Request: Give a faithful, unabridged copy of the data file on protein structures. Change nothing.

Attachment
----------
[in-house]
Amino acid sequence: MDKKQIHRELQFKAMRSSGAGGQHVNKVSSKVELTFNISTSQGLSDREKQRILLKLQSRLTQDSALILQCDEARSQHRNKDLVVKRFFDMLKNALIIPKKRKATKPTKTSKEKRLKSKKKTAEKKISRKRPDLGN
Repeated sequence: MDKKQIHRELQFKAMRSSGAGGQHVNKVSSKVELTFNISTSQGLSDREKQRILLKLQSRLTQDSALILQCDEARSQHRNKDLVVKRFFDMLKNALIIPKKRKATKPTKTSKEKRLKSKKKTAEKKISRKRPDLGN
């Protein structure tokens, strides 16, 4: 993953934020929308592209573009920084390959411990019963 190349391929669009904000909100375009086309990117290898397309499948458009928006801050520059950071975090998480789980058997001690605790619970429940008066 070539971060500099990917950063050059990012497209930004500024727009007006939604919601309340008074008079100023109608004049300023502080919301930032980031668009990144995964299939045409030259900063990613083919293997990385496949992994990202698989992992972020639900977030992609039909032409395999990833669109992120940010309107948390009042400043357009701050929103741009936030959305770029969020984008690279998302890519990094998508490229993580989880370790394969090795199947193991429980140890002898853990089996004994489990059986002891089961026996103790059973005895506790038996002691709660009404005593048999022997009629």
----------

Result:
[in-house]
Amino acid sequence: MDKKQIHRELQFKAMRSSGAGGQHVNKVSSKVELTFNISTSQGLSDREKQRILLKLQSRLTQDSALILQCDEARSQHRNKDLVVKRFFDMLKNALIIPKKRKATKPTKTSKEKRLKSKKKTAEKKISRKRPDLGN
Repeated sequence: MDKKQIHRELQFKAMRSSGAGGQHVNKVSSKVELTFNISTSQGLSDREKQRILLKLQSRLTQDSALILQCDEARSQHRNKDLVVKRFFDMLKNALIIPKKRKATKPTKTSKEKRLKSKKKTAEKKISRKRPDLGN
């Protein structure tokens, strides 16, 4: 993953934020929308592209573009920084390959411990019963 190349391929669009904000909100375009086309990117290898397309499948458009928006801050520059950071975090998480789980058997001690605790619970429940008066 070539971060500099990917950063050059990012497209930004500024727009007006939604919601309340008074008079100023109608004049300023502080919301930032980031668009990144995964299939045409030259900063990613083919293997990385496949992994990202698989992992972020639900977030992609039909032409395999990833669109992120940010309107948390009042400043357009701050929103741009936030959305770029969020984008690279998302890519990094998508490229993580989880370790394969090795199947193991429980140890002898853990089996004994489990059986002891089961026996103790059973005895506790038996002691709660009404005593048999022997009629």